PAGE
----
The House suspended consideration of a fiscal 2016 spending bill to fund the Department of Interior until lawmakers meet to discuss the fate of Confederate flag displays on federal land.

"I want members on both side of the aisle to sit down and have a conversation to address what has become a very thorny issue," House Speaker John Boehner, R-Ohio, announced Thursday. "That bill is going to sit in abeyance until we come to some resolution on this."

The move comes after Democrats and Republicans began squabbling over an effort to reverse an amendment that would have banned displaying the flag on federal land, including parks and cemeteries.

Some southern Republican members, taken by surprise, balked at the amendment, which was approved by voice vote. They introduced their own provision to reverse the amendment, angering Democrats.

That's when Boehner stepped in. Boehner told reporters that he plans to convene a group of lawmakers to discuss the issue of whether to display the Confederate flag on federal land.

When asked if he believes the flag should be flown on federal land, Boehner said, "No." But he wants lawmakers to talk about it before resuming consideration of the spending bill.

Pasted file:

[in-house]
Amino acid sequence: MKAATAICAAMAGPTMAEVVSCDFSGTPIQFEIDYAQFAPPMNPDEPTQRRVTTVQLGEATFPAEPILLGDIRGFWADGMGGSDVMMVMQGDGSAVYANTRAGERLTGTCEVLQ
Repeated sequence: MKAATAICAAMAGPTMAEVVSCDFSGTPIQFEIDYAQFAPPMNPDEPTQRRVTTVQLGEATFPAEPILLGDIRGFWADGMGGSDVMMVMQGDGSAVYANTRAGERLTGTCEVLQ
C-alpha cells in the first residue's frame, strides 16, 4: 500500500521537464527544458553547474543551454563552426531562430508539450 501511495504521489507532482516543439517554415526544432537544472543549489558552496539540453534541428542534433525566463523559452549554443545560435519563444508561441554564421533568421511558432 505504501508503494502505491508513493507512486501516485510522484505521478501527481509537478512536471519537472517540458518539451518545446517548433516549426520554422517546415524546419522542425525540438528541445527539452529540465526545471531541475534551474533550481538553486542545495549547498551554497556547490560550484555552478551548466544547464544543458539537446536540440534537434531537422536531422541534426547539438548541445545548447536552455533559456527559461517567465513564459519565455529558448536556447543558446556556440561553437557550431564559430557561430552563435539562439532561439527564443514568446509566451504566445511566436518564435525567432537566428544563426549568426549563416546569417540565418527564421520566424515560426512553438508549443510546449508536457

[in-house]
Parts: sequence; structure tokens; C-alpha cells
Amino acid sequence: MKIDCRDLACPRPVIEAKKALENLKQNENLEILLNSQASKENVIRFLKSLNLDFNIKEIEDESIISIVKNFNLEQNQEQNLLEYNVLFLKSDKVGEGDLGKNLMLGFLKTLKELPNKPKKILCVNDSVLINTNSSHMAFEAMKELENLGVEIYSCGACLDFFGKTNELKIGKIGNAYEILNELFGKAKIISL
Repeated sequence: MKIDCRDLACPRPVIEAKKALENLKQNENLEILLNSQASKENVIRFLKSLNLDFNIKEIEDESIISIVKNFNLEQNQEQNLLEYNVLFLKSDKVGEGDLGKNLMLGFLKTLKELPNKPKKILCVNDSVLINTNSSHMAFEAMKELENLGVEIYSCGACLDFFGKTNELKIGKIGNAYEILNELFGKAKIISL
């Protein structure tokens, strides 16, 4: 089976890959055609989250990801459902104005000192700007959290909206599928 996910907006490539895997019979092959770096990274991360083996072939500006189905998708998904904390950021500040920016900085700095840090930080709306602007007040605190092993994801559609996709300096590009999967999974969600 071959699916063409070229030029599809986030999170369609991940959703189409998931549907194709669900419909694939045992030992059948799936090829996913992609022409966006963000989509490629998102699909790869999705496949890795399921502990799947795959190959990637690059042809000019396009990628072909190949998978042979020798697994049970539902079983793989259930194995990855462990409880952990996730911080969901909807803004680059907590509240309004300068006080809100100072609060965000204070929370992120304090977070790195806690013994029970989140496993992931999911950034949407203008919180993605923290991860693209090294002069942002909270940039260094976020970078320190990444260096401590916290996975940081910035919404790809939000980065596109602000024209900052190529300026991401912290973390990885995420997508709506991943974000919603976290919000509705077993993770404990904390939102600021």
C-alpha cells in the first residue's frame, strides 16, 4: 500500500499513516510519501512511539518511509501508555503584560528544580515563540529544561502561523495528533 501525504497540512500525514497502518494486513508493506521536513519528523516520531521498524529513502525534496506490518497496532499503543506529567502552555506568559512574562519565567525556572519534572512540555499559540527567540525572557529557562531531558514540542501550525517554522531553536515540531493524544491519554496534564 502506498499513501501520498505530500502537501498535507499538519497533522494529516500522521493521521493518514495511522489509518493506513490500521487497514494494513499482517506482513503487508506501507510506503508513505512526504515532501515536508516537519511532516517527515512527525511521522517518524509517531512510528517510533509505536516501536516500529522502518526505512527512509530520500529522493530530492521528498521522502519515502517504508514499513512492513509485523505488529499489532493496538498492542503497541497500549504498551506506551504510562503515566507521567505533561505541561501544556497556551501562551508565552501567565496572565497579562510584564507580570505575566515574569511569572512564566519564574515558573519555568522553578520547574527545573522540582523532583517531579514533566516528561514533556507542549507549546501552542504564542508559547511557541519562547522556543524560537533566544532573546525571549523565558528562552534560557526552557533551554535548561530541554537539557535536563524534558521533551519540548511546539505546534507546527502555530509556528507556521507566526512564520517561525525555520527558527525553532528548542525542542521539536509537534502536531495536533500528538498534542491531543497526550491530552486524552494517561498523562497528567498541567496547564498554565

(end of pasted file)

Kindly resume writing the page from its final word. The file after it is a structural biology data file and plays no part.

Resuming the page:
"I believe it's time for some members to sit down and have a conversation about how to deal with this issue in a responsible way," Boehner said, adding that he has "a fairly good idea" which members should be negotiating.

The floor fight over the Confederate flag comes after South Carolina lawmakers voted to remove it from the grounds of the state capitol after an emotional debate.

Efforts to stop flying the flag began after nine parishioners in an historic black church in Charleston were gunned down by a man who had been pictured displaying the flag.

Democrats and environmental groups seemed fine with the roadblock for the Interior spending bill, something Republicans haven't been able to pass since they took over the House in 2010. The bill has become a way for Republicans to attach policy riders aimed at handcuffing President Obama's climate and environmental regulations.

"GOP pulls toxic interior approps bill, admit that they can't pass it unless Confederate battle flags could be displayed at National Parks," tweeted Rep. Betty McCollum, D-Minn., the ranking member on the House Interior and Environment Appropriations subcommittee.

The legislation would forbid implementation of a rule limiting carbon emissions from power plants — the centerpiece of Obama's climate agenda. It would also block a clean-water rule that's angered rural Americans, prevent an endangered listing for the greater sage grouse that lives in 11 Western states, and nix potentially more stringent smog standards.

Zack Colman contributed